Approach to Heart Transplant Complications
- Cardiac transplantation is a definitive therapy for end-stage heart disease with a worldwide 1 year survival of 85-90%, 5 year survival of ~60% and annual mortality rate of 4%.
- Infection and rejection are the leading causes of mortality in the first year.
- Most common symptoms of complication in heart transplant patients presenting to an emergency department: fever and shortness of breath.
- Thorough history and physical examination are necessary, with particular attention to timing (when the transplant was performed), reason for the transplant, current medications, other comorbidities and history of prior complications or rejection.
- Appropriate standard laboratory testing includes CBC with differential, renal function, liver function, electrolytes, magnesium, phosphorous, troponin and BNP.
- ECG and echocardiogram recommended for all patients with concerning symptoms.
- Have a low threshold for imaging, including a chest X-ray, CT chest and echocardiogram – especially if infection is suspected.
- Occur in the immediate postoperative period, within days to weeks of the procedure.
- Occur late in the transplantation period, months to years after the procedure.
- Heart transplant recipients often present atypically without chest discomfort due to cardiac denervation; although reinnervation can occur within 5 years, it is usually incomplete.
- The baseline ECG for transplant recipients will differ from other patient populations; always compare to prior ECGs, if available.
- Resting heart rate in transplant recipients ranges from 80-110 bpm, therefore, bradycardia in this patient population is defined as any heart rate < 80 bpm.
- Other “new baseline” findings may include 2 distinct “p” waves on ECG, right bundle branch block and isolated premature atrial/ventricular complexes.
- Expect troponin and BNP to be elevated for several weeks to 3 months post-transplant, but a new elevation outside of this period can suggest graft rejection, ACS or other acute event.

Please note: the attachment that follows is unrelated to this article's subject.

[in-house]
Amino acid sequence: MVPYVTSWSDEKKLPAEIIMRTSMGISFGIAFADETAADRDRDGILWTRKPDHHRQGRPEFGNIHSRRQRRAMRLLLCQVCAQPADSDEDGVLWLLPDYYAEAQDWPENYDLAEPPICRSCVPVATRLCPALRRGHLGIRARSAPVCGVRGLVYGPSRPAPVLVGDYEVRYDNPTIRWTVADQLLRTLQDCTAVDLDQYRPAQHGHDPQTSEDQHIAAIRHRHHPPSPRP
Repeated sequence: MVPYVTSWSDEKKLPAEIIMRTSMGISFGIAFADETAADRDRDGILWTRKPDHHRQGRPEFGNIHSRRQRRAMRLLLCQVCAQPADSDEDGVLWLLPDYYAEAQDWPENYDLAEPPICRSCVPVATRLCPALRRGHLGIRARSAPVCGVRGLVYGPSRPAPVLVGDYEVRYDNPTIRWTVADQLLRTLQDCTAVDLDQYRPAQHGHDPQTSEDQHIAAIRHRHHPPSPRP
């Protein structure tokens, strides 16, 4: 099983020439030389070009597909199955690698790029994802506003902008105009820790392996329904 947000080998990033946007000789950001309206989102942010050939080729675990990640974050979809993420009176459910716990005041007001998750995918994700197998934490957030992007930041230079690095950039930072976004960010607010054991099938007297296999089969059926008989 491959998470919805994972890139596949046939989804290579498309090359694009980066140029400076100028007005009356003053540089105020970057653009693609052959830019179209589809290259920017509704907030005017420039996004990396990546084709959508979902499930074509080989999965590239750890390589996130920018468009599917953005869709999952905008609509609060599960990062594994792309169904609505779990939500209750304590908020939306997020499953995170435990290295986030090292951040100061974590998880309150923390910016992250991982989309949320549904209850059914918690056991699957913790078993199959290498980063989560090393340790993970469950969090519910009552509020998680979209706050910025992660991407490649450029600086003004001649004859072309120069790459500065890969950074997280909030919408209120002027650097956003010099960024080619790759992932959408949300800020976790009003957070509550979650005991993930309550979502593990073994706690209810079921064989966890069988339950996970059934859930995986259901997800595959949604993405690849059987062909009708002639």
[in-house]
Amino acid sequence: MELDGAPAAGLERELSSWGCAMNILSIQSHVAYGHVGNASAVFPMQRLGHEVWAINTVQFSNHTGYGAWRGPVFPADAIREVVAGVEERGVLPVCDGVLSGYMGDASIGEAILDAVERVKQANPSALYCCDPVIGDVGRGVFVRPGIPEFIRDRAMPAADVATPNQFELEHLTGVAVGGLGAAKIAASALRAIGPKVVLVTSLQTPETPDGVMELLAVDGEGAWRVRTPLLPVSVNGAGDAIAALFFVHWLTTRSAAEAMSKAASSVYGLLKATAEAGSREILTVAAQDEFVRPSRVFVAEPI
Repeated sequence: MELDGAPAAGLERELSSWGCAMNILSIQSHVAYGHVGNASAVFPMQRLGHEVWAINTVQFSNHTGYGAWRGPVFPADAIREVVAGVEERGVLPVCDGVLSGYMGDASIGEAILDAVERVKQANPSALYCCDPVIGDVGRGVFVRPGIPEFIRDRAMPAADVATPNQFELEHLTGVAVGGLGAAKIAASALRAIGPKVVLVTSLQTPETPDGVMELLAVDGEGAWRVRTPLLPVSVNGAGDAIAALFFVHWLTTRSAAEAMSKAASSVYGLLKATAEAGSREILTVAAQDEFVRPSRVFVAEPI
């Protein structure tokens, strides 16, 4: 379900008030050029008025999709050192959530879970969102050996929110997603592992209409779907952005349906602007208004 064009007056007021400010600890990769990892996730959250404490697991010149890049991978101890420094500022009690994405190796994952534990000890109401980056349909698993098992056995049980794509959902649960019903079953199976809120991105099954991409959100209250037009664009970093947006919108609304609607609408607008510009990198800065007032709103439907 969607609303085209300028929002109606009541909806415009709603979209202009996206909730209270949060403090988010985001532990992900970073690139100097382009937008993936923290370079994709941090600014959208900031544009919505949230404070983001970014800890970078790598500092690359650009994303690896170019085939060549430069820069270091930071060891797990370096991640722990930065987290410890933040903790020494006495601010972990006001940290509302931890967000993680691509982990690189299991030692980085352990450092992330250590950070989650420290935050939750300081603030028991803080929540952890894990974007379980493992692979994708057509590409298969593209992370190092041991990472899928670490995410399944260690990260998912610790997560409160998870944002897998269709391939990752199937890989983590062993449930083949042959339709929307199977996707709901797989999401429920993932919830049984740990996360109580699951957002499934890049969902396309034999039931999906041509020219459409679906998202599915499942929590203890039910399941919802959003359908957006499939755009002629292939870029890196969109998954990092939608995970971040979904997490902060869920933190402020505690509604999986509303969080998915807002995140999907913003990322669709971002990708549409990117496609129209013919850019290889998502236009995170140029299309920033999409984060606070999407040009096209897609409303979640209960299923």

- Important to take a multidisciplinary approach to care
- Consult early with a cardiologist and/or transplant specialist, if available, to aid with recommendations and considerations.
- Pharmacotherapy considerations for heart transplant recipients:
Quality Of Evidence?
We are highly confident that the true effect lies close to that of the estimate of the effect. There is a wide range of studies included in the analyses with no major limitations, there is little variation between studies, and the summary estimate has a narrow confidence interval.
We consider that the true effect is likely to be close to the estimate of the effect, but there is a possibility that it is substantially different. There are only a few studies and some have limitations but not major flaws, there are some variations between studies, or the confidence interval of the summary estimate is wide.
When the true effect may be substantially different from the estimate of the effect. The studies have major flaws, there is important variations between studies, of the confidence interval of the summary estimate is very wide.
These recommendations are based on observational data and expert opinion.
Long B., Brady W.J., Gragossian A., Koyfman A., & Gottlieb M. (2021). A primer for managing cardiac transplant patients in the emergency department setting. American Journal of Emergency Medicine. 41,130-138. DOI: 1016/j.ajem.2020.12.071
The purpose of this document is to provide health care professionals with key facts and recommendations for the diagnosis and treatment of patients in the emergency department. This summary was produced by the BC Emergency Medicine Network and uses the best available knowledge at the time of publication. However, healthcare professionals should continue to use their own judgment and take into consideration context, resources and other relevant factors. The BC Emergency Medicine Network is not liable for any damages, claims, liabilities, costs or obligations arising from the use of this document including loss or damages arising from any claims made by a third party. The BC Emergency Medicine Network also assumes no responsibility or liability for changes made to this document without its consent.
Last Updated May 06, 2022
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